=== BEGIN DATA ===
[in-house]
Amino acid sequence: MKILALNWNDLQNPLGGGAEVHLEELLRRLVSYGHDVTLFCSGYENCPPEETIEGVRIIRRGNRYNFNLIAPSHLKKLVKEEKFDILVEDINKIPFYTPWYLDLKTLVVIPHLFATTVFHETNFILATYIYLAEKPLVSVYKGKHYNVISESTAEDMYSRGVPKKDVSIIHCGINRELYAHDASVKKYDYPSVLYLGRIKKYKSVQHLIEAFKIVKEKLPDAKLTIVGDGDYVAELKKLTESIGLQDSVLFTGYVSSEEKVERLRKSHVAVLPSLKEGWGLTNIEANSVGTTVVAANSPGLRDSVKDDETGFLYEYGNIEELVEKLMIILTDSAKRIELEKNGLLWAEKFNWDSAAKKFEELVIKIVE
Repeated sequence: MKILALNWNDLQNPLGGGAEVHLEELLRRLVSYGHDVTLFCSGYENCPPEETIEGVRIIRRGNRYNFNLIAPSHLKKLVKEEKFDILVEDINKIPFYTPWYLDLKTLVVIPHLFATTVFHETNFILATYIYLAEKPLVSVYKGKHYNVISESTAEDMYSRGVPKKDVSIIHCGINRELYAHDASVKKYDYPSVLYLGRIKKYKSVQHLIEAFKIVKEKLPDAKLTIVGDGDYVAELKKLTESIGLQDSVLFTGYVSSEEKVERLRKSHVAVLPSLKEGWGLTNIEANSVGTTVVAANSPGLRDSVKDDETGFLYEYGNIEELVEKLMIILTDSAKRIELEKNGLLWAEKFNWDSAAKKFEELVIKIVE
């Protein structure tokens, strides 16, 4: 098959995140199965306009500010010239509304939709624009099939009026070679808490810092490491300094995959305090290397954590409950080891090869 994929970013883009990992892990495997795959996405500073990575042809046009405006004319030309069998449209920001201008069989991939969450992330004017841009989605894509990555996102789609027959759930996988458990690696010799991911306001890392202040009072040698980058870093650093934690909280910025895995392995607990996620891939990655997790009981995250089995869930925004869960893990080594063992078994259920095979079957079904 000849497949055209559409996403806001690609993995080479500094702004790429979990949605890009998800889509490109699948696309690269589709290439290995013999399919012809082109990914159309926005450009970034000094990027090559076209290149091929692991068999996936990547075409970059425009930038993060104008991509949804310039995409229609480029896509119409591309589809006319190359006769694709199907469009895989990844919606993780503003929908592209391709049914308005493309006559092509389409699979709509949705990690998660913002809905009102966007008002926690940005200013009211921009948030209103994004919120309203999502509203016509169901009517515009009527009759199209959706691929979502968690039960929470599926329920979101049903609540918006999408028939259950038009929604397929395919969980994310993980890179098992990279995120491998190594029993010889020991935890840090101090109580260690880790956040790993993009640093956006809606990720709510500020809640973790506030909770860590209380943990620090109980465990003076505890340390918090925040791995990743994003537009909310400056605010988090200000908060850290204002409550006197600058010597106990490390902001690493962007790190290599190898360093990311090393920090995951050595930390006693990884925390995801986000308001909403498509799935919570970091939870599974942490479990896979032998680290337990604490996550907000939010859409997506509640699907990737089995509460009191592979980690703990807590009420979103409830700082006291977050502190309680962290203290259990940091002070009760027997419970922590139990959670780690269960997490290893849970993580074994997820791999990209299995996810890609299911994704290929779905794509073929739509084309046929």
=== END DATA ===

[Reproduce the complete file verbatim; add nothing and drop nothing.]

[in-house]
Amino acid sequence: MKILALNWNDLQNPLGGGAEVHLEELLRRLVSYGHDVTLFCSGYENCPPEETIEGVRIIRRGNRYNFNLIAPSHLKKLVKEEKFDILVEDINKIPFYTPWYLDLKTLVVIPHLFATTVFHETNFILATYIYLAEKPLVSVYKGKHYNVISESTAEDMYSRGVPKKDVSIIHCGINRELYAHDASVKKYDYPSVLYLGRIKKYKSVQHLIEAFKIVKEKLPDAKLTIVGDGDYVAELKKLTESIGLQDSVLFTGYVSSEEKVERLRKSHVAVLPSLKEGWGLTNIEANSVGTTVVAANSPGLRDSVKDDETGFLYEYGNIEELVEKLMIILTDSAKRIELEKNGLLWAEKFNWDSAAKKFEELVIKIVE
Repeated sequence: MKILALNWNDLQNPLGGGAEVHLEELLRRLVSYGHDVTLFCSGYENCPPEETIEGVRIIRRGNRYNFNLIAPSHLKKLVKEEKFDILVEDINKIPFYTPWYLDLKTLVVIPHLFATTVFHETNFILATYIYLAEKPLVSVYKGKHYNVISESTAEDMYSRGVPKKDVSIIHCGINRELYAHDASVKKYDYPSVLYLGRIKKYKSVQHLIEAFKIVKEKLPDAKLTIVGDGDYVAELKKLTESIGLQDSVLFTGYVSSEEKVERLRKSHVAVLPSLKEGWGLTNIEANSVGTTVVAANSPGLRDSVKDDETGFLYEYGNIEELVEKLMIILTDSAKRIELEKNGLLWAEKFNWDSAAKKFEELVIKIVE
């Protein structure tokens, strides 16, 4: 098959995140199965306009500010010239509304939709624009099939009026070679808490810092490491300094995959305090290397954590409950080891090869 994929970013883009990992892990495997795959996405500073990575042809046009405006004319030309069998449209920001201008069989991939969450992330004017841009989605894509990555996102789609027959759930996988458990690696010799991911306001890392202040009072040698980058870093650093934690909280910025895995392995607990996620891939990655997790009981995250089995869930925004869960893990080594063992078994259920095979079957079904 000849497949055209559409996403806001690609993995080479500094702004790429979990949605890009998800889509490109699948696309690269589709290439290995013999399919012809082109990914159309926005450009970034000094990027090559076209290149091929692991068999996936990547075409970059425009930038993060104008991509949804310039995409229609480029896509119409591309589809006319190359006769694709199907469009895989990844919606993780503003929908592209391709049914308005493309006559092509389409699979709509949705990690998660913002809905009102966007008002926690940005200013009211921009948030209103994004919120309203999502509203016509169901009517515009009527009759199209959706691929979502968690039960929470599926329920979101049903609540918006999408028939259950038009929604397929395919969980994310993980890179098992990279995120491998190594029993010889020991935890840090101090109580260690880790956040790993993009640093956006809606990720709510500020809640973790506030909770860590209380943990620090109980465990003076505890340390918090925040791995990743994003537009909310400056605010988090200000908060850290204002409550006197600058010597106990490390902001690493962007790190290599190898360093990311090393920090995951050595930390006693990884925390995801986000308001909403498509799935919570970091939870599974942490479990896979032998680290337990604490996550907000939010859409997506509640699907990737089995509460009191592979980690703990807590009420979103409830700082006291977050502190309680962290203290259990940091002070009760027997419970922590139990959670780690269960997490290893849970993580074994997820791999990209299995996810890609299911994704290929779905794509073929739509084309046929």